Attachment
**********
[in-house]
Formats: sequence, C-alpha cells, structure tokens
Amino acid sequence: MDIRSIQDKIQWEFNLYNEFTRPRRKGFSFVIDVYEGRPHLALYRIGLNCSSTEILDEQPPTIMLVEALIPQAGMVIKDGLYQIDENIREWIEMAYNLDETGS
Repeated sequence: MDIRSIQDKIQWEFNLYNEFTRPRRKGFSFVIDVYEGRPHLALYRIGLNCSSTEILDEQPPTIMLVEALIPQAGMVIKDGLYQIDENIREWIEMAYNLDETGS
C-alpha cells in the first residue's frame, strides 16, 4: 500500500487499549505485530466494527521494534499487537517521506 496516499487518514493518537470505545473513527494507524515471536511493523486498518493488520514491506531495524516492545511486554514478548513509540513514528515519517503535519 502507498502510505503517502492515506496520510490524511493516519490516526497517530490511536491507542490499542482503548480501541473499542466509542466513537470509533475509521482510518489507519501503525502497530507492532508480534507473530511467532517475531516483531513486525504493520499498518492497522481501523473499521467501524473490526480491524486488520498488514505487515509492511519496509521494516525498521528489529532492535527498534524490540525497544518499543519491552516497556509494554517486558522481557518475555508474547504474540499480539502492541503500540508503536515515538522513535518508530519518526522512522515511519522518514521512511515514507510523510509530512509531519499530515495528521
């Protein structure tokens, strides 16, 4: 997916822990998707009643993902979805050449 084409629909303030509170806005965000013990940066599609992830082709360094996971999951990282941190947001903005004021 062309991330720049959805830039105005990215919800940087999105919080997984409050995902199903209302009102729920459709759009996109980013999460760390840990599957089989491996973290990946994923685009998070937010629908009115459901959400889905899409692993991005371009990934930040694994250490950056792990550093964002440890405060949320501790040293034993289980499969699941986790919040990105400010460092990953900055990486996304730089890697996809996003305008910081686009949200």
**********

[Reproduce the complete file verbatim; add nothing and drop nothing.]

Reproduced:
[in-house]
Formats: sequence, C-alpha cells, structure tokens
Amino acid sequence: MDIRSIQDKIQWEFNLYNEFTRPRRKGFSFVIDVYEGRPHLALYRIGLNCSSTEILDEQPPTIMLVEALIPQAGMVIKDGLYQIDENIREWIEMAYNLDETGS
Repeated sequence: MDIRSIQDKIQWEFNLYNEFTRPRRKGFSFVIDVYEGRPHLALYRIGLNCSSTEILDEQPPTIMLVEALIPQAGMVIKDGLYQIDENIREWIEMAYNLDETGS
C-alpha cells in the first residue's frame, strides 16, 4: 500500500487499549505485530466494527521494534499487537517521506 496516499487518514493518537470505545473513527494507524515471536511493523486498518493488520514491506531495524516492545511486554514478548513509540513514528515519517503535519 502507498502510505503517502492515506496520510490524511493516519490516526497517530490511536491507542490499542482503548480501541473499542466509542466513537470509533475509521482510518489507519501503525502497530507492532508480534507473530511467532517475531516483531513486525504493520499498518492497522481501523473499521467501524473490526480491524486488520498488514505487515509492511519496509521494516525498521528489529532492535527498534524490540525497544518499543519491552516497556509494554517486558522481557518475555508474547504474540499480539502492541503500540508503536515515538522513535518508530519518526522512522515511519522518514521512511515514507510523510509530512509531519499530515495528521
């Protein structure tokens, strides 16, 4: 997916822990998707009643993902979805050449 084409629909303030509170806005965000013990940066599609992830082709360094996971999951990282941190947001903005004021 062309991330720049959805830039105005990215919800940087999105919080997984409050995902199903209302009102729920459709759009996109980013999460760390840990599957089989491996973290990946994923685009998070937010629908009115459901959400889905899409692993991005371009990934930040694994250490950056792990550093964002440890405060949320501790040293034993289980499969699941986790919040990105400010460092990953900055990486996304730089890697996809996003305008910081686009949200």